I’ve mentioned before that I’m a big supporter of nuclear (and renewable) sources of energy and how frustrated I am that the social stigma attached to it has seen what would otherwise be a clean and safe source of power slip by the wayside. Many people seem to think that there’s more danger inherit in this technology than there is in other power generation when this is simply not the case, but it seems that incidents of reactors past are still fresh in everyone’s mind. Still with countries like France pioneering the way for nuclear energy I’ve always held out that hope that one day we can transition away from our current energy dependency on oil and coal.
It would seem that Obama isn’t as short sighted as many of his constituents are:
In his speech, Mr. Obama portrayed the decision as part of a broad strategy to increase employment and the generation of clean power. But he also made clear that the move was a bid to gain Republican support for a broader energy bill.
“Those who have long advocated for nuclear power — including many Republicans — have to recognize that we will not achieve a big boost in nuclear capacity unless we also create a system of incentives to make clean energy profitable,” Mr. Obama said.
He also strikes on one of the biggest problems (other than the social stigma) that nuclear power faces: the cost. Current estimates for new reactors peg the total construction cost between $6~10 billion dollars with costs of construction going up faster than other means of power generation. Obama hits the nail on the head when he says that incentives are needed as the majority of western countries are quite hostile to new nuclear plants. The amount of regulation and beaucracy involved in setting up these plants typically makes them unprofitable for those who would want to set them up. Guaranteeing funding for the majority of the work means that a lot of the risk is absolved by the government, making the endeavour much more attractive.
Obama also gets kudos for using the proper spelling of nuclear (although that could be the reporter, I haven’t heard the speech myself. If you’ve got a link to it let me know!).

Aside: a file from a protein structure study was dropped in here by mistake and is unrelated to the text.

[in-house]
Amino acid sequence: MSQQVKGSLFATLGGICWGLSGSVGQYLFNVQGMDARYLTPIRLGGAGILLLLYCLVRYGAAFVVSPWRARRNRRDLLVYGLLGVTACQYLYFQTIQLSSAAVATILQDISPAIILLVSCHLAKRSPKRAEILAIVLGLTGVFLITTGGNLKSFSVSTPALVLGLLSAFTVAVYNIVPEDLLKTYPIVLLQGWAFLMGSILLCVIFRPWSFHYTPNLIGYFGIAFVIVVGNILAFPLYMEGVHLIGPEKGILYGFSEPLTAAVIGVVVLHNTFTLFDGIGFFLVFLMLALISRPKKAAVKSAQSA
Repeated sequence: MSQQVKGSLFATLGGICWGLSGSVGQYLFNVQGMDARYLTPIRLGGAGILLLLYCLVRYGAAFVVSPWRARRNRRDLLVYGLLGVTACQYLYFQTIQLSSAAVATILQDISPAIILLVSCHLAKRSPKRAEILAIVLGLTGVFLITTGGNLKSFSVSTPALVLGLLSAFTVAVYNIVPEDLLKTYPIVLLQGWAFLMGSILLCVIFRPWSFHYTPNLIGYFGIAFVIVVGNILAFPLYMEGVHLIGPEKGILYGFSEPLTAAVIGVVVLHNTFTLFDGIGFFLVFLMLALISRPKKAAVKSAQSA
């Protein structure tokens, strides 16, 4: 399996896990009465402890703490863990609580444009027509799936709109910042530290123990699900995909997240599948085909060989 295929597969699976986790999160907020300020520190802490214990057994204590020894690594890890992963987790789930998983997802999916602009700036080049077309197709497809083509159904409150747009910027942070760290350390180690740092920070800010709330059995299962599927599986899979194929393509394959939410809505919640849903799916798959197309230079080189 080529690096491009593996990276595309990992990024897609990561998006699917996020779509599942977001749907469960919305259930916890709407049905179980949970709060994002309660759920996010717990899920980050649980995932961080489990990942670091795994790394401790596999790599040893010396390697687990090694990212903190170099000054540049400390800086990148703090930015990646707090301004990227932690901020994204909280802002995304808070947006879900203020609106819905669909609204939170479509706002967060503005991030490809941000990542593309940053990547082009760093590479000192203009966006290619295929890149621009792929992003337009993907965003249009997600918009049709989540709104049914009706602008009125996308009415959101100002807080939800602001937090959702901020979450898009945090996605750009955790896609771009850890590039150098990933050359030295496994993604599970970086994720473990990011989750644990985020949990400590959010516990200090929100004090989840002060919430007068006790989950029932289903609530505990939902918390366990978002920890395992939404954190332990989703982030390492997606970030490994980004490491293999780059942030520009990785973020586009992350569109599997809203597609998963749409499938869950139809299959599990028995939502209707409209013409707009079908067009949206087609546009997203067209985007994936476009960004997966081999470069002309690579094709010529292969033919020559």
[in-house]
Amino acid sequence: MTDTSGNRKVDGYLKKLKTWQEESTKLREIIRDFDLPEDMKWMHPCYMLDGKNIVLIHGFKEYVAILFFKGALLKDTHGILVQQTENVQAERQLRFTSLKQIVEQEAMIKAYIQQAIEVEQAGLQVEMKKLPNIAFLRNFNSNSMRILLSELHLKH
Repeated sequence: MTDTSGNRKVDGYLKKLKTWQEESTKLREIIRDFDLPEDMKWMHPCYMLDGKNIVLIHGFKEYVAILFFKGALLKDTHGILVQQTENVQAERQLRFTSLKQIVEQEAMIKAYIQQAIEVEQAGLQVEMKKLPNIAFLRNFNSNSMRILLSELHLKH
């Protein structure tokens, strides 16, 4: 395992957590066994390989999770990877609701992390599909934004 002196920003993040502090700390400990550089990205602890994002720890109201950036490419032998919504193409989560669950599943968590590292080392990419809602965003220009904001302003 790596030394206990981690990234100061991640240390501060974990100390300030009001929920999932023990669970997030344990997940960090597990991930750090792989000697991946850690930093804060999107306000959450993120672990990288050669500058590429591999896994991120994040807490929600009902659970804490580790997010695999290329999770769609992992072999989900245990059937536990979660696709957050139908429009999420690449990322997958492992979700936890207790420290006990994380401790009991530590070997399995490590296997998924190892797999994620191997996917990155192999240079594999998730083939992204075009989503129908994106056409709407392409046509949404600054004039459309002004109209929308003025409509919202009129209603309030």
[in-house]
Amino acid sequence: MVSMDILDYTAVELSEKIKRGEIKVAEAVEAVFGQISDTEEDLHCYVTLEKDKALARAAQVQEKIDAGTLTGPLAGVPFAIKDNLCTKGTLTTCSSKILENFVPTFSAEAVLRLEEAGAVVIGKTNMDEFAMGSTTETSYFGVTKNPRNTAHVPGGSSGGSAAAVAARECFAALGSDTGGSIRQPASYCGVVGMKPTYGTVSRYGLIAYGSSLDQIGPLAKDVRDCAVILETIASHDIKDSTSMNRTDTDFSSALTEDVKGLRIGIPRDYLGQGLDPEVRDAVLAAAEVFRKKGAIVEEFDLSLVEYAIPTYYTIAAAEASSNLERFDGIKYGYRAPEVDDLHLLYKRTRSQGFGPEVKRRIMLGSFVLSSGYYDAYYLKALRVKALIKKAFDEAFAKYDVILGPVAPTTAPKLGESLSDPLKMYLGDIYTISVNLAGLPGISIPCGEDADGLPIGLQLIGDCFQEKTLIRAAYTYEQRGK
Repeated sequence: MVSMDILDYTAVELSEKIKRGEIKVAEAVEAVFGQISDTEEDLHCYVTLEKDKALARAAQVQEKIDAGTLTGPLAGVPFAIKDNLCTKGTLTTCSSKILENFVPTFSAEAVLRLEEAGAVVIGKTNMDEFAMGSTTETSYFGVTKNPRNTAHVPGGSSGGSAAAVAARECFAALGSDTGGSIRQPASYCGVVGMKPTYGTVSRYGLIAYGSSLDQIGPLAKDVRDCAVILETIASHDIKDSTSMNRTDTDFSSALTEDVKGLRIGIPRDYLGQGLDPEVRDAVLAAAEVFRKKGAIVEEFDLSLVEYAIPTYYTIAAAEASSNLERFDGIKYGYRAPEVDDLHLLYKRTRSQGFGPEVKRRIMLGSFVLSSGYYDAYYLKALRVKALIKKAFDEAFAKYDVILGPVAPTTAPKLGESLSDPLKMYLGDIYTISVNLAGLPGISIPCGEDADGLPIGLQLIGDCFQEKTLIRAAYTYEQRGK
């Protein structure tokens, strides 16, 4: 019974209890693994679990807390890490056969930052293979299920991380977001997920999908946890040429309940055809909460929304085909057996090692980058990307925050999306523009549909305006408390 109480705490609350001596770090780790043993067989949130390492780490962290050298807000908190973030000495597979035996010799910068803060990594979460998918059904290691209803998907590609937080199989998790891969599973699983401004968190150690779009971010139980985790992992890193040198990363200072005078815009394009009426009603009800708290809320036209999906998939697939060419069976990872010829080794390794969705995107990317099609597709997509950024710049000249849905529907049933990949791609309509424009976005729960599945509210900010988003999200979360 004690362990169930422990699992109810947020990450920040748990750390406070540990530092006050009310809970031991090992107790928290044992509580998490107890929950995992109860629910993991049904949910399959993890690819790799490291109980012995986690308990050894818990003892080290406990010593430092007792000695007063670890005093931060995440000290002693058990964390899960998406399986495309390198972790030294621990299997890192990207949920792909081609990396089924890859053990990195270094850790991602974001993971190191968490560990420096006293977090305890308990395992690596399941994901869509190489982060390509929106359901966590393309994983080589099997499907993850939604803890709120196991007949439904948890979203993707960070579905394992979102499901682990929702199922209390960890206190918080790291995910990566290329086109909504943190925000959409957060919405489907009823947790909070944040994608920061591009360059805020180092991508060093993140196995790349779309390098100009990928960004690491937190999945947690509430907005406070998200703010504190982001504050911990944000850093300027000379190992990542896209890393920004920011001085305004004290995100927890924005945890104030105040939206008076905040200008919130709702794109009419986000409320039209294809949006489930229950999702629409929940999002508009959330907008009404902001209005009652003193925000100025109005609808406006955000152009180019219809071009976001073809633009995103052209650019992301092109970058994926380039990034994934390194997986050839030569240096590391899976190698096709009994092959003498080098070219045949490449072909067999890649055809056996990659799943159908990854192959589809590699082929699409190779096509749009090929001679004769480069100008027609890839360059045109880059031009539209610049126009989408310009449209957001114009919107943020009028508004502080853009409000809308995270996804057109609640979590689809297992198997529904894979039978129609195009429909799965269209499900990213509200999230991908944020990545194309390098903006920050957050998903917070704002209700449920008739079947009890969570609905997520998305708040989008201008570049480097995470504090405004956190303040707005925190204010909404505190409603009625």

There is however hope for future reactors like the Westinghouse AP1000 (Yes, that Westinghouse) which has been commissioned by China for the princely sum of just $2 billion, a drastic reduction in cost. Additionally with China’s economy still growing strong they’ve planned a grand total of 100 of these reactors to be built over the course of the next decade which will have the added side effect of driving massive economies of scale when it comes to building AP1000 plants. With time I can see this reactor tech becoming a lot cheaper than their coal and oil counterparts, a critical step in driving mass adoption of nuclear technology.
However, whilst I believe that nuclear is the solution to many of our current problems I do not believe that it is the final solution to our insatiable craving for energy. Research shows that as GDP increases so does energy consumption, so you can imagine that a country like China who is just beginning to create a giant middle class will create a demand for energy on a scale that we haven’t seen before. Whilst nuclear will be capable of sustaining them (and others) in the short term the fact remains that nuclear is really just a far more efficient fossil fuel, and alternatives must be sought.
Currently my hopes remain in fusion technology. Whilst they still fall under the umbrella of fossil fuels they produce far and away more energy from orders of magnitude less fuel. However the technology is still in its infancy and requires significant amounts of research before commercial reactors become available. The good news is that many see the potential in this future technology with projects like ITER attracting funding and involvement on an international scale. People might say that fusion is always 20 years away, but I have my hopes for this technology.